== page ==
It seems increasingly clear that we can sometimes leapfrog the sequence of experiments that were previously necessary to answer a complex research question, simply by sequencing the bacterial genome. Furthermore, the genomic data we acquire allow us to pose entirely new questions that we had not actually ever thought about before.
Streptococcal biology is no exception; so-called genomic fishing expeditions helped to identify un-anticipated research questions, such as ‘what is the basis for the link between streptococcal capsule and the lymphatic system?’ Genomic studies have also helped to answer longstanding questions about serotype-specific phenotypes and may yet answer questions about disease and species specificity; including evolution from animal to human pathogen. Evolution of each streptococcal species can be laid bare through genome sequencing, though this requires that strains are accessible, underpinning the importance of curating isolates from the past. Genomic science is also an increasingly important tool within Clinical Infection; confirming or refuting an outbreak is of real importance when trying to prevent the next one. However outbreak studies can provide unique insight as to what streptococci are capable of. Unexpected transmission events occur seemingly routinely in the hospital environment and we need to better-understand the capacity of streptococci to transmit from person to person in such environments.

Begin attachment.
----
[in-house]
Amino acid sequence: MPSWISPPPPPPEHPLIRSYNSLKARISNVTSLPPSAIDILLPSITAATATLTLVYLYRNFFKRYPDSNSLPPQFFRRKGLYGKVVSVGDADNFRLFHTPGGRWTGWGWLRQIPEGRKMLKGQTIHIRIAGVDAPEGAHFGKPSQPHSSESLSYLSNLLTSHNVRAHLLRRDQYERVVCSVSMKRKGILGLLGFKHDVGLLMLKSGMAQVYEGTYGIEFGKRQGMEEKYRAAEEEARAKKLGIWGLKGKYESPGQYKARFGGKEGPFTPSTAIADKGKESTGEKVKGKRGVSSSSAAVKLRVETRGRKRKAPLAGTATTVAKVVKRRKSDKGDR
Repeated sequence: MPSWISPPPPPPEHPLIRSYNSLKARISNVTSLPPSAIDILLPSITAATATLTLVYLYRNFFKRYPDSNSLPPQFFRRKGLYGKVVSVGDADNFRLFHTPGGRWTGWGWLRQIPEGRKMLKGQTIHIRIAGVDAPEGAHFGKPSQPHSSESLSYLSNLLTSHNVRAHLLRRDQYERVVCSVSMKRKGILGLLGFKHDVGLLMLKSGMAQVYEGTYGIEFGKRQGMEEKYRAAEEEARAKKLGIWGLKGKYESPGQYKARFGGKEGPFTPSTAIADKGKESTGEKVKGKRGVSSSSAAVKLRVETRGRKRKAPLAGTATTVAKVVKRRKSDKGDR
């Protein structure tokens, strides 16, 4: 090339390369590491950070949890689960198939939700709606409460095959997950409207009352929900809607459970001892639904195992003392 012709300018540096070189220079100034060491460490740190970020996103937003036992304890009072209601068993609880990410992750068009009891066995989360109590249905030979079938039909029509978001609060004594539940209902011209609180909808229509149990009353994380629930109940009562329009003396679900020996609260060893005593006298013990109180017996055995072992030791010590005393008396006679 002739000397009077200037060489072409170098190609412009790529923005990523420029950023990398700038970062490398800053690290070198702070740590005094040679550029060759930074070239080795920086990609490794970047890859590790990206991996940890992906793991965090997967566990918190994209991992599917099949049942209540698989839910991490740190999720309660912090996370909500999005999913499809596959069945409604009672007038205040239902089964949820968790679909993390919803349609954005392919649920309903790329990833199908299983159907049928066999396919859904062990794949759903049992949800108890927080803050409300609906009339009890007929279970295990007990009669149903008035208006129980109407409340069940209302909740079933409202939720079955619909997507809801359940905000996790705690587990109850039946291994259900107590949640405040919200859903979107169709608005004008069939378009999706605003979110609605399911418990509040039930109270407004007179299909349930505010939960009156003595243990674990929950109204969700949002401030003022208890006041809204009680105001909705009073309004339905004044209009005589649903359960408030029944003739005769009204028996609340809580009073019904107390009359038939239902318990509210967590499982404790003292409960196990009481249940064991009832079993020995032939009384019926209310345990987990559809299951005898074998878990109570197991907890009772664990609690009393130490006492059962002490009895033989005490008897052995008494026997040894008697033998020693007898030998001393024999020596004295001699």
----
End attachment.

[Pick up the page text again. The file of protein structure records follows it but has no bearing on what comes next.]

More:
While the reading and interpretation of genomic data may remain the domain of specialists, it behoves the wider scientific and clinical research community to embrace these findings and identify the most important questions that are yet to be answered.